There will not be a new motor on the demonstrator, built to show whether technology meets the requirements of the selected architecture.

These are still early days and there is discussion on the basic design of the fighter, such as aerodynamics, and finding compromise between weight and speed.

That uncertainty on specifications can also be found on the other side of the Channel, as it was too early to say how much the Tempest fighter would weigh.

To See At Paris Air Show

Airbus and Dassault are expected to set out their own sketches of the fighter at the upcoming Paris air show, seen as an important meeting place for the officers working on FCAS.

The French air force sees the schedule as tight, with time seen as needed to mature technology as part of the de-risking process.

The European FCAS timeline lags behind the U.K. Tempest fighter program, which expects to fly a demonstrator before 2025 and the first operational version before 2035, said a report on, a specialist website.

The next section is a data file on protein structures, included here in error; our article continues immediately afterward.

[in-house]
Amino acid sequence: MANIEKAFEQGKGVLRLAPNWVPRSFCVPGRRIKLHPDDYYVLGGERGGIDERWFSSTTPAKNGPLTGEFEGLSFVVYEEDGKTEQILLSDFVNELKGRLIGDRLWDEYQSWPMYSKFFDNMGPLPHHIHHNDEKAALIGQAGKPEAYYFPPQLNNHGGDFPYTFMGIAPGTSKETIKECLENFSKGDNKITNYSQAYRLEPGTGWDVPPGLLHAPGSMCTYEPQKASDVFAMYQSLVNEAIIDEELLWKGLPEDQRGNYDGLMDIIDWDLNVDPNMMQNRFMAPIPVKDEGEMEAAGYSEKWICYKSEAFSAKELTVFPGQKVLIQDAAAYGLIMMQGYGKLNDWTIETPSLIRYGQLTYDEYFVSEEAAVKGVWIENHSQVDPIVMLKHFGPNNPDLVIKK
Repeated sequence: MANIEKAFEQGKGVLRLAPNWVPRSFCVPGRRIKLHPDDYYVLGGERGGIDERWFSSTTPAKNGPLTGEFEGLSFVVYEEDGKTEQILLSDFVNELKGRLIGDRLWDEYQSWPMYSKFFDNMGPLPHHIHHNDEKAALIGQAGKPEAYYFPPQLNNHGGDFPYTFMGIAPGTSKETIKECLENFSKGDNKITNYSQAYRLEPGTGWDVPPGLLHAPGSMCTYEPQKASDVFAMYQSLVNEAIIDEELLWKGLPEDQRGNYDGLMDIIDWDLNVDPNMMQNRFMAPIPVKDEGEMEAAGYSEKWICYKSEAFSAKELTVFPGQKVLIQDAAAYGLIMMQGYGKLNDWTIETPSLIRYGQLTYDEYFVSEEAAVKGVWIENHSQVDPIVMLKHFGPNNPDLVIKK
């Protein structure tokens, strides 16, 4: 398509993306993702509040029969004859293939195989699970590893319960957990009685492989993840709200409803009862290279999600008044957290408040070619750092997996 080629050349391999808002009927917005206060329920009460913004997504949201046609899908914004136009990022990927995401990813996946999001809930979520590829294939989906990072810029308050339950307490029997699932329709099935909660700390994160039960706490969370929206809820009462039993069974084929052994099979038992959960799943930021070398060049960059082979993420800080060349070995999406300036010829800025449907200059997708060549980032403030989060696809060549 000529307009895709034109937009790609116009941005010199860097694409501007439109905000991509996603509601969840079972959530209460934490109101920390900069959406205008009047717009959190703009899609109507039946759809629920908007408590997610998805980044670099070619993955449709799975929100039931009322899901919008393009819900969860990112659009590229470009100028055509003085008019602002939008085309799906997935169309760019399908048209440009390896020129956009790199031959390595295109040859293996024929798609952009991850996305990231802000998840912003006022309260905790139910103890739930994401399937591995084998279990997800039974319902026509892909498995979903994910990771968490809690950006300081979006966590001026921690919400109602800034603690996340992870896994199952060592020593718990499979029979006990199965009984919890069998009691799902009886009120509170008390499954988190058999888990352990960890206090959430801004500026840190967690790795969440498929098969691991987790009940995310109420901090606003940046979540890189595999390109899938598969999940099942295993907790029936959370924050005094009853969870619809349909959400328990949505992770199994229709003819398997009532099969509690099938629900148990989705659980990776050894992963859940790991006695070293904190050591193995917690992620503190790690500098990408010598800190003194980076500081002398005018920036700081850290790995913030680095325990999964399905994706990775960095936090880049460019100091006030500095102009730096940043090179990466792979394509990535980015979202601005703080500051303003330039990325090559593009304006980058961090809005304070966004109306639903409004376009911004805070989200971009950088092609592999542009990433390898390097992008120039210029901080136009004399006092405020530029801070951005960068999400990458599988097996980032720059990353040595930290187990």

Meanwhile, the officer said the combat cloud is essential to the fighter design, offering a sharing of sensors over an advanced digital network. A pooling of sensors might, for instance, allow a smaller radar fitted on the fighter, which could draw on data from other fighters.

The combat cloud is seen as critical for interoperability with allied air forces, sharing information with the Tempest fighter, the global combat air programme (GCAP) shared between the U.K., Italy, and Japan, and the U.S. F-35.

An extended digital communications network will be vital, the officer said, as the present Link 16 system is already saturated.